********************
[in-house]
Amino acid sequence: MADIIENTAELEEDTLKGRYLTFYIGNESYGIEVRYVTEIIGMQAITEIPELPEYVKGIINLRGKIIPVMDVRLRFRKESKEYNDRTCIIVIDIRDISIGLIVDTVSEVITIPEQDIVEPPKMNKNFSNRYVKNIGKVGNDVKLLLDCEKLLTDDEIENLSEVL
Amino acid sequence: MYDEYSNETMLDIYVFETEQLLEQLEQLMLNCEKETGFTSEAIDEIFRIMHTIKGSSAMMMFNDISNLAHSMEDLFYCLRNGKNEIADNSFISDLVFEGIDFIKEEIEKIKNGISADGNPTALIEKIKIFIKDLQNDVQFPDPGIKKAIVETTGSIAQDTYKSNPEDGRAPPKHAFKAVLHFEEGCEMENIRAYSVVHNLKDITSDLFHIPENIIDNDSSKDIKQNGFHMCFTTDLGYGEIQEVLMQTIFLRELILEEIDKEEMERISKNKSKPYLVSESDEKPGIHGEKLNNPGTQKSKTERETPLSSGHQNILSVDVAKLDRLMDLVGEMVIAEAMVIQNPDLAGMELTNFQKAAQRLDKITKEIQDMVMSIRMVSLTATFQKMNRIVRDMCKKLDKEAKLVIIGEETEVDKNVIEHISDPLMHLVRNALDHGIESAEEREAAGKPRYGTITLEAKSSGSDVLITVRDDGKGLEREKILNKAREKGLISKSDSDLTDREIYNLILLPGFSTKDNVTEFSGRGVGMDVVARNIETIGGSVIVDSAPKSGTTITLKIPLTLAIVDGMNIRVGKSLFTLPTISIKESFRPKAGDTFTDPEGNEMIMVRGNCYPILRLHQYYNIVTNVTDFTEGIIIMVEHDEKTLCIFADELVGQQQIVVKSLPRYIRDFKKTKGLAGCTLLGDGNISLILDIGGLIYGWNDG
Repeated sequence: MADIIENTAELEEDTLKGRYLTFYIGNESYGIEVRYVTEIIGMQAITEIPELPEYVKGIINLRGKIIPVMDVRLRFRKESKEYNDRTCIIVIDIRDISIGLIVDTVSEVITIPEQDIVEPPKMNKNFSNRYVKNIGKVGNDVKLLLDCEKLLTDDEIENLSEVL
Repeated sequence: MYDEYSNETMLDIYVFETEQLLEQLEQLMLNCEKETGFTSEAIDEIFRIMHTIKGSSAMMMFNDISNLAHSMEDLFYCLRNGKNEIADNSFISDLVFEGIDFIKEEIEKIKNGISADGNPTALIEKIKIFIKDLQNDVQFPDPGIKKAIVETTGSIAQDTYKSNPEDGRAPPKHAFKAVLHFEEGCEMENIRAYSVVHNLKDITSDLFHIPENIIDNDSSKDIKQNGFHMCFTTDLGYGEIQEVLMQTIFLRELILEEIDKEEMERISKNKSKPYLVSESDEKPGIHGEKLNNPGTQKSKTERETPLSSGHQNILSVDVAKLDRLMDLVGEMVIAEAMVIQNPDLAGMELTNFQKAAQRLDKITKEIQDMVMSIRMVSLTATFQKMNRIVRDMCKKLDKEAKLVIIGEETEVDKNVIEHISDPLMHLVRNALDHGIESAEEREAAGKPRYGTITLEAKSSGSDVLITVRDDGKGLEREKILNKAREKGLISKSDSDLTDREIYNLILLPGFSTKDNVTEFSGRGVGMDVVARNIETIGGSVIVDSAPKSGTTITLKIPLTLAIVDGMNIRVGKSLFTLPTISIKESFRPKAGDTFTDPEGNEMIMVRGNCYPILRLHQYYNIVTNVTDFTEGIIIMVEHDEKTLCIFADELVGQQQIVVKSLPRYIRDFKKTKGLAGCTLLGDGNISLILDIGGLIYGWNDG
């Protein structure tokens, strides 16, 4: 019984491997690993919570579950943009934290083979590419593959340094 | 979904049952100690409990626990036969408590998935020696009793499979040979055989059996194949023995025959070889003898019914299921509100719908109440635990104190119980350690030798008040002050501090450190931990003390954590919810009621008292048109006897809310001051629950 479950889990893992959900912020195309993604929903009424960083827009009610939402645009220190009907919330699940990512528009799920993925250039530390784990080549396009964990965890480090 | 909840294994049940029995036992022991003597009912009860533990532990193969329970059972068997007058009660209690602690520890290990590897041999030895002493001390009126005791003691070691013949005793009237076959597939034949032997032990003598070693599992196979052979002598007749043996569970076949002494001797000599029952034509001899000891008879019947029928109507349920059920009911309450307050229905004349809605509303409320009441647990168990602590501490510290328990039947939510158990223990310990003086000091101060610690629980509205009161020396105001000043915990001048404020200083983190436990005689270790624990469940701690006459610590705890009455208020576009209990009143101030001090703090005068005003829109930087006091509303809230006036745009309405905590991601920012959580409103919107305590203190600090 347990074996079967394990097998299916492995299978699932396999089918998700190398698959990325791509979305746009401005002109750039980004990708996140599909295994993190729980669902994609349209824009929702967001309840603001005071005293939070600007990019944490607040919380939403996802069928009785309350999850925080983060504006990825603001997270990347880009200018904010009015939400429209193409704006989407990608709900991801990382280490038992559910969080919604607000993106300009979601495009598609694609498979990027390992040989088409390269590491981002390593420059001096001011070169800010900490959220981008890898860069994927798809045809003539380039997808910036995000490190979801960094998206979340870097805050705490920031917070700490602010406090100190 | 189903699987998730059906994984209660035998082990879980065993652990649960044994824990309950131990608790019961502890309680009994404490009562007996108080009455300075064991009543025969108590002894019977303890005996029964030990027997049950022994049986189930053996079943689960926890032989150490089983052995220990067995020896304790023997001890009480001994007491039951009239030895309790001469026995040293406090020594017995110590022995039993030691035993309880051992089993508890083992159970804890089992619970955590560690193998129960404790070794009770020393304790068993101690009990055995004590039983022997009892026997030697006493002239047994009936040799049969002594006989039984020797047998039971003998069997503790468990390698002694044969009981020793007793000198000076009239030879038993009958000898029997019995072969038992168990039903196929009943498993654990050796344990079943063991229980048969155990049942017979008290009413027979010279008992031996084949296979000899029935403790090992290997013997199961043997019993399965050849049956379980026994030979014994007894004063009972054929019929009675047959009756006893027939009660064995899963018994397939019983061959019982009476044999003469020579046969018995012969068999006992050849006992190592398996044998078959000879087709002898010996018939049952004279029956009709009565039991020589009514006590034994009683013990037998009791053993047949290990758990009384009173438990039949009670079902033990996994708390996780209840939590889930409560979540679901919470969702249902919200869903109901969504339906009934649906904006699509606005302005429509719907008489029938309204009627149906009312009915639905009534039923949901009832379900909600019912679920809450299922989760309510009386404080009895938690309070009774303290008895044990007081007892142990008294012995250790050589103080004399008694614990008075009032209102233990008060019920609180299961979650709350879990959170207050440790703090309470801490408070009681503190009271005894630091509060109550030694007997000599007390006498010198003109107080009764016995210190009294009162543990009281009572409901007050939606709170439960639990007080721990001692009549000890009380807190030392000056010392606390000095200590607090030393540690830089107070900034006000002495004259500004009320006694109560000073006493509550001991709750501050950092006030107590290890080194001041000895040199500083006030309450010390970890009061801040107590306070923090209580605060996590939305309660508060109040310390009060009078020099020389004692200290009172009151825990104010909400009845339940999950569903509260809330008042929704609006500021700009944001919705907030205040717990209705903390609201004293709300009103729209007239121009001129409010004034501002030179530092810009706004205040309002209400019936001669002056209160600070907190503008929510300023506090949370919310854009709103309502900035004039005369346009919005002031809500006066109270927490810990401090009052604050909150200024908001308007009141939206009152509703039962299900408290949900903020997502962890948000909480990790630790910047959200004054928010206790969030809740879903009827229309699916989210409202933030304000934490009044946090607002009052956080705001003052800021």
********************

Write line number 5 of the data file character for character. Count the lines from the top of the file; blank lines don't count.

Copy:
Repeated sequence: MYDEYSNETMLDIYVFETEQLLEQLEQLMLNCEKETGFTSEAIDEIFRIMHTIKGSSAMMMFNDISNLAHSMEDLFYCLRNGKNEIADNSFISDLVFEGIDFIKEEIEKIKNGISADGNPTALIEKIKIFIKDLQNDVQFPDPGIKKAIVETTGSIAQDTYKSNPEDGRAPPKHAFKAVLHFEEGCEMENIRAYSVVHNLKDITSDLFHIPENIIDNDSSKDIKQNGFHMCFTTDLGYGEIQEVLMQTIFLRELILEEIDKEEMERISKNKSKPYLVSESDEKPGIHGEKLNNPGTQKSKTERETPLSSGHQNILSVDVAKLDRLMDLVGEMVIAEAMVIQNPDLAGMELTNFQKAAQRLDKITKEIQDMVMSIRMVSLTATFQKMNRIVRDMCKKLDKEAKLVIIGEETEVDKNVIEHISDPLMHLVRNALDHGIESAEEREAAGKPRYGTITLEAKSSGSDVLITVRDDGKGLEREKILNKAREKGLISKSDSDLTDREIYNLILLPGFSTKDNVTEFSGRGVGMDVVARNIETIGGSVIVDSAPKSGTTITLKIPLTLAIVDGMNIRVGKSLFTLPTISIKESFRPKAGDTFTDPEGNEMIMVRGNCYPILRLHQYYNIVTNVTDFTEGIIIMVEHDEKTLCIFADELVGQQQIVVKSLPRYIRDFKKTKGLAGCTLLGDGNISLILDIGGLIYGWNDG